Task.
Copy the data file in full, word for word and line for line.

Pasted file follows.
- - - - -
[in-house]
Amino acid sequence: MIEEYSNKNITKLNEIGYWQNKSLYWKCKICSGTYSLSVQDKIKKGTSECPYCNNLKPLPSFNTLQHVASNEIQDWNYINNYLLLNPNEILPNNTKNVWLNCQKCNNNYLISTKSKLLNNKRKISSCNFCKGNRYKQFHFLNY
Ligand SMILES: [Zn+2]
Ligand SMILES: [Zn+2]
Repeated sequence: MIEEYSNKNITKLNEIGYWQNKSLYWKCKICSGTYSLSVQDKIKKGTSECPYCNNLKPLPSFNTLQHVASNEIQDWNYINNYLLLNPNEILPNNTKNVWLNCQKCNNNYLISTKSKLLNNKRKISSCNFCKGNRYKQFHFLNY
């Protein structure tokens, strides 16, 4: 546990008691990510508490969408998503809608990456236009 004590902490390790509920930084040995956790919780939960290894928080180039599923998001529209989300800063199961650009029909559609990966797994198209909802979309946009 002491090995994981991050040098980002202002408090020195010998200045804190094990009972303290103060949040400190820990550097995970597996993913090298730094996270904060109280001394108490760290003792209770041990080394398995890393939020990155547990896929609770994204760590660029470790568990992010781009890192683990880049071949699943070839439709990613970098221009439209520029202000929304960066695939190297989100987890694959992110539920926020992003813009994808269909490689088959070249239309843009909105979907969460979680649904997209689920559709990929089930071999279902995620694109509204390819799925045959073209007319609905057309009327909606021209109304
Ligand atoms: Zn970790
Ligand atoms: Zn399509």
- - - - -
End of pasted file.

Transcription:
[in-house]
Amino acid sequence: MIEEYSNKNITKLNEIGYWQNKSLYWKCKICSGTYSLSVQDKIKKGTSECPYCNNLKPLPSFNTLQHVASNEIQDWNYINNYLLLNPNEILPNNTKNVWLNCQKCNNNYLISTKSKLLNNKRKISSCNFCKGNRYKQFHFLNY
Ligand SMILES: [Zn+2]
Ligand SMILES: [Zn+2]
Repeated sequence: MIEEYSNKNITKLNEIGYWQNKSLYWKCKICSGTYSLSVQDKIKKGTSECPYCNNLKPLPSFNTLQHVASNEIQDWNYINNYLLLNPNEILPNNTKNVWLNCQKCNNNYLISTKSKLLNNKRKISSCNFCKGNRYKQFHFLNY
């Protein structure tokens, strides 16, 4: 546990008691990510508490969408998503809608990456236009 004590902490390790509920930084040995956790919780939960290894928080180039599923998001529209989300800063199961650009029909559609990966797994198209909802979309946009 002491090995994981991050040098980002202002408090020195010998200045804190094990009972303290103060949040400190820990550097995970597996993913090298730094996270904060109280001394108490760290003792209770041990080394398995890393939020990155547990896929609770994204760590660029470790568990992010781009890192683990880049071949699943070839439709990613970098221009439209520029202000929304960066695939190297989100987890694959992110539920926020992003813009994808269909490689088959070249239309843009909105979907969460979680649904997209689920559709990929089930071999279902995620694109509204390819799925045959073209007319609905057309009327909606021209109304
Ligand atoms: Zn970790
Ligand atoms: Zn399509």